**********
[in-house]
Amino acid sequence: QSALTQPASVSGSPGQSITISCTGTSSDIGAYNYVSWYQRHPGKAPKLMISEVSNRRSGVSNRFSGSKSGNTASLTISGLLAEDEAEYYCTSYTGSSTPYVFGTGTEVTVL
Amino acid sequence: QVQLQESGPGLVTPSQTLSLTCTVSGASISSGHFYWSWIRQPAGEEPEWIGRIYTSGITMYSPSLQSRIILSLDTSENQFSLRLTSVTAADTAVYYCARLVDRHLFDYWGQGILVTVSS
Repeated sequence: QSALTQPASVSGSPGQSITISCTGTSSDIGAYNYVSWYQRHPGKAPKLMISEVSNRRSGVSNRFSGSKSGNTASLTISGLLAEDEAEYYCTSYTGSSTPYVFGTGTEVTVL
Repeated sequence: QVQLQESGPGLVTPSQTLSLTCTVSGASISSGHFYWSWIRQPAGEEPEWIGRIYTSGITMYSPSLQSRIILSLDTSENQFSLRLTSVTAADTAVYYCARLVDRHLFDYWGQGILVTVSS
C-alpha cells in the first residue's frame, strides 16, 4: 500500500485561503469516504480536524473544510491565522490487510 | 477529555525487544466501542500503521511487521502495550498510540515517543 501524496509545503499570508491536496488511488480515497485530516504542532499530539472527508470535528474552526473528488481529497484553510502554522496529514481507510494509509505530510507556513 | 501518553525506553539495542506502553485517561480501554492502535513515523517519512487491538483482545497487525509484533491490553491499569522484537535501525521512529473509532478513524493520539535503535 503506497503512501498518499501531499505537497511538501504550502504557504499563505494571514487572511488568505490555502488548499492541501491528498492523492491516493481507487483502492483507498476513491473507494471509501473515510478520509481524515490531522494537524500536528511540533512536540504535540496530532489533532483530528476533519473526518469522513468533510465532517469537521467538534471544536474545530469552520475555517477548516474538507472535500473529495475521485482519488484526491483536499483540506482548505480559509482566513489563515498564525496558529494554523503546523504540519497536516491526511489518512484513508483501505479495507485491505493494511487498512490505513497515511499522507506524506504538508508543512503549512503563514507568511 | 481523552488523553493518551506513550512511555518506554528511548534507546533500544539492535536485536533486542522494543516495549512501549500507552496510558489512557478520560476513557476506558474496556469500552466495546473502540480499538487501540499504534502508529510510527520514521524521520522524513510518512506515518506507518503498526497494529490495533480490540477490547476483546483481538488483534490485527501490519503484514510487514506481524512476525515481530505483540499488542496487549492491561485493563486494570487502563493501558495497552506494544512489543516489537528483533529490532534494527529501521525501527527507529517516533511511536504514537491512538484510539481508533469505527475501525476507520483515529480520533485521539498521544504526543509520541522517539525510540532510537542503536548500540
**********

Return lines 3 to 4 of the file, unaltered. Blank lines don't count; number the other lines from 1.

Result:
Amino acid sequence: QVQLQESGPGLVTPSQTLSLTCTVSGASISSGHFYWSWIRQPAGEEPEWIGRIYTSGITMYSPSLQSRIILSLDTSENQFSLRLTSVTAADTAVYYCARLVDRHLFDYWGQGILVTVSS
Repeated sequence: QSALTQPASVSGSPGQSITISCTGTSSDIGAYNYVSWYQRHPGKAPKLMISEVSNRRSGVSNRFSGSKSGNTASLTISGLLAEDEAEYYCTSYTGSSTPYVFGTGTEVTVL